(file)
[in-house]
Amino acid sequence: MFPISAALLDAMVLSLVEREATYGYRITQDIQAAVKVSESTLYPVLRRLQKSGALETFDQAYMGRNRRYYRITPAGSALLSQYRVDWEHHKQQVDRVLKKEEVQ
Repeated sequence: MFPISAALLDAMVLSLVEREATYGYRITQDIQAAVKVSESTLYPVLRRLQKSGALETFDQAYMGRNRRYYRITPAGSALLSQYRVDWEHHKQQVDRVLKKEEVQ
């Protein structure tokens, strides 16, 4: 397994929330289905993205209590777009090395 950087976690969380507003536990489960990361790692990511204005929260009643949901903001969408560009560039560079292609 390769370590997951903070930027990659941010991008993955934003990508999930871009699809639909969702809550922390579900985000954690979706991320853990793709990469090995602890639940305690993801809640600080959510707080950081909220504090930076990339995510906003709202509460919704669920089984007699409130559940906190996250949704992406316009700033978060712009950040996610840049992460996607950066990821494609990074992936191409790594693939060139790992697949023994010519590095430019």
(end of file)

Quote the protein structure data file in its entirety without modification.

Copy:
[in-house]
Amino acid sequence: MFPISAALLDAMVLSLVEREATYGYRITQDIQAAVKVSESTLYPVLRRLQKSGALETFDQAYMGRNRRYYRITPAGSALLSQYRVDWEHHKQQVDRVLKKEEVQ
Repeated sequence: MFPISAALLDAMVLSLVEREATYGYRITQDIQAAVKVSESTLYPVLRRLQKSGALETFDQAYMGRNRRYYRITPAGSALLSQYRVDWEHHKQQVDRVLKKEEVQ
């Protein structure tokens, strides 16, 4: 397994929330289905993205209590777009090395 950087976690969380507003536990489960990361790692990511204005929260009643949901903001969408560009560039560079292609 390769370590997951903070930027990659941010991008993955934003990508999930871009699809639909969702809550922390579900985000954690979706991320853990793709990469090995602890639940305690993801809640600080959510707080950081909220504090930076990339995510906003709202509460919704669920089984007699409130559940906190996250949704992406316009700033978060712009950040996610840049992460996607950066990821494609990074992936191409790594693939060139790992697949023994010519590095430019």